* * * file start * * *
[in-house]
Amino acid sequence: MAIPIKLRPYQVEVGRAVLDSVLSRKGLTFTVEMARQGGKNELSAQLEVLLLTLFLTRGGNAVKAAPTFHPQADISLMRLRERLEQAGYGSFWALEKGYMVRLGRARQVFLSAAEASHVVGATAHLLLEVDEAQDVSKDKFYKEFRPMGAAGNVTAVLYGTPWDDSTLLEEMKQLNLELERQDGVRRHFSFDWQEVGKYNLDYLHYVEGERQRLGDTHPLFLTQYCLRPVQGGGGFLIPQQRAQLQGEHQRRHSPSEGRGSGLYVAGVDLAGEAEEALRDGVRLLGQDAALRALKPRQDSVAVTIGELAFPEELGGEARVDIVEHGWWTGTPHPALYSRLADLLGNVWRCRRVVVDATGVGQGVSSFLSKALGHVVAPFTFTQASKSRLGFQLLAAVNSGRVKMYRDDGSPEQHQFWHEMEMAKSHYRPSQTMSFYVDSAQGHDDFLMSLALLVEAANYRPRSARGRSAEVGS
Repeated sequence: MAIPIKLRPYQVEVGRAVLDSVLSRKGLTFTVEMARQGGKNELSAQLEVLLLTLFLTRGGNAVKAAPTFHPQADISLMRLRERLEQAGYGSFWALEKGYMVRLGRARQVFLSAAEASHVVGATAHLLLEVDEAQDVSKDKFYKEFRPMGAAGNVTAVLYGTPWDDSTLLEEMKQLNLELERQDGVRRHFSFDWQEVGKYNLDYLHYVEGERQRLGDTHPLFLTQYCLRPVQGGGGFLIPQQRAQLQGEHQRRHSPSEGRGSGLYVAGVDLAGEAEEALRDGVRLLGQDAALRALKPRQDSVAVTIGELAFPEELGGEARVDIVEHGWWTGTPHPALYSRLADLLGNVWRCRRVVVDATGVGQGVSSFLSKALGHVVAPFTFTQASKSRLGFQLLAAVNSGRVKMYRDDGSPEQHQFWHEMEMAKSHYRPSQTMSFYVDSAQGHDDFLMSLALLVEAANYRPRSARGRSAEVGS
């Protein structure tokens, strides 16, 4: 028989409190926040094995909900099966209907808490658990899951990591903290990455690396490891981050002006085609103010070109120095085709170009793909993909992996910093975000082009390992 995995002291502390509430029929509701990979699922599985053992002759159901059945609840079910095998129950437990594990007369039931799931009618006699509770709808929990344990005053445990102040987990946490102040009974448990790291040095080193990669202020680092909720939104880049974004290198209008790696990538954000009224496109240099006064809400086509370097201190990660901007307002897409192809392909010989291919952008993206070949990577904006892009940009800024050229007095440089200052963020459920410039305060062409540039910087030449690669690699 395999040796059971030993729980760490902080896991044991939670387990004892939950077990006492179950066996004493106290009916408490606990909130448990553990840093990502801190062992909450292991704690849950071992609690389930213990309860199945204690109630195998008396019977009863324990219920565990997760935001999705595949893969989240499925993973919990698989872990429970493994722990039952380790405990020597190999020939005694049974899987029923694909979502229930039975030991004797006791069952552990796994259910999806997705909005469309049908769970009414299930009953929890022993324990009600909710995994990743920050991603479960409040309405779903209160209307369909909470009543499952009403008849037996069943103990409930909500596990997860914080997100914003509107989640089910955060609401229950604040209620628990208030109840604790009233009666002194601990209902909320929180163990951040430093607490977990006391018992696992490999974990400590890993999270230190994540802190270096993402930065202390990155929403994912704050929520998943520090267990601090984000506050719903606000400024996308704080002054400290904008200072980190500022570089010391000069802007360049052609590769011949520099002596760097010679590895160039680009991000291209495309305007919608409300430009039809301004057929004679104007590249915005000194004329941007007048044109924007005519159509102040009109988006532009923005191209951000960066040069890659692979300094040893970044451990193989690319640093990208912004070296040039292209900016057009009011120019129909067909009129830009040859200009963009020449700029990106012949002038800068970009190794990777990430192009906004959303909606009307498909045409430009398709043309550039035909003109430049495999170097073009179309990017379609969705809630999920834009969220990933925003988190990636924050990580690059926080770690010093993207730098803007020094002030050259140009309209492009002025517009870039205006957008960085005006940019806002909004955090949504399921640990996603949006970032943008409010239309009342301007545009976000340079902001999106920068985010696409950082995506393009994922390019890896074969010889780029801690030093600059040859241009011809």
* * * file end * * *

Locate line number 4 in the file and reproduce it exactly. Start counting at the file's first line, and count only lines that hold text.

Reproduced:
């Protein structure tokens, strides 16, 4: 028989409190926040094995909900099966209907808490658990899951990591903290990455690396490891981050002006085609103010070109120095085709170009793909993909992996910093975000082009390992 995995002291502390509430029929509701990979699922599985053992002759159901059945609840079910095998129950437990594990007369039931799931009618006699509770709808929990344990005053445990102040987990946490102040009974448990790291040095080193990669202020680092909720939104880049974004290198209008790696990538954000009224496109240099006064809400086509370097201190990660901007307002897409192809392909010989291919952008993206070949990577904006892009940009800024050229007095440089200052963020459920410039305060062409540039910087030449690669690699 395999040796059971030993729980760490902080896991044991939670387990004892939950077990006492179950066996004493106290009916408490606990909130448990553990840093990502801190062992909450292991704690849950071992609690389930213990309860199945204690109630195998008396019977009863324990219920565990997760935001999705595949893969989240499925993973919990698989872990429970493994722990039952380790405990020597190999020939005694049974899987029923694909979502229930039975030991004797006791069952552990796994259910999806997705909005469309049908769970009414299930009953929890022993324990009600909710995994990743920050991603479960409040309405779903209160209307369909909470009543499952009403008849037996069943103990409930909500596990997860914080997100914003509107989640089910955060609401229950604040209620628990208030109840604790009233009666002194601990209902909320929180163990951040430093607490977990006391018992696992490999974990400590890993999270230190994540802190270096993402930065202390990155929403994912704050929520998943520090267990601090984000506050719903606000400024996308704080002054400290904008200072980190500022570089010391000069802007360049052609590769011949520099002596760097010679590895160039680009991000291209495309305007919608409300430009039809301004057929004679104007590249915005000194004329941007007048044109924007005519159509102040009109988006532009923005191209951000960066040069890659692979300094040893970044451990193989690319640093990208912004070296040039292209900016057009009011120019129909067909009129830009040859200009963009020449700029990106012949002038800068970009190794990777990430192009906004959303909606009307498909045409430009398709043309550039035909003109430049495999170097073009179309990017379609969705809630999920834009969220990933925003988190990636924050990580690059926080770690010093993207730098803007020094002030050259140009309209492009002025517009870039205006957008960085005006940019806002909004955090949504399921640990996603949006970032943008409010239309009342301007545009976000340079902001999106920068985010696409950082995506393009994922390019890896074969010889780029801690030093600059040859241009011809």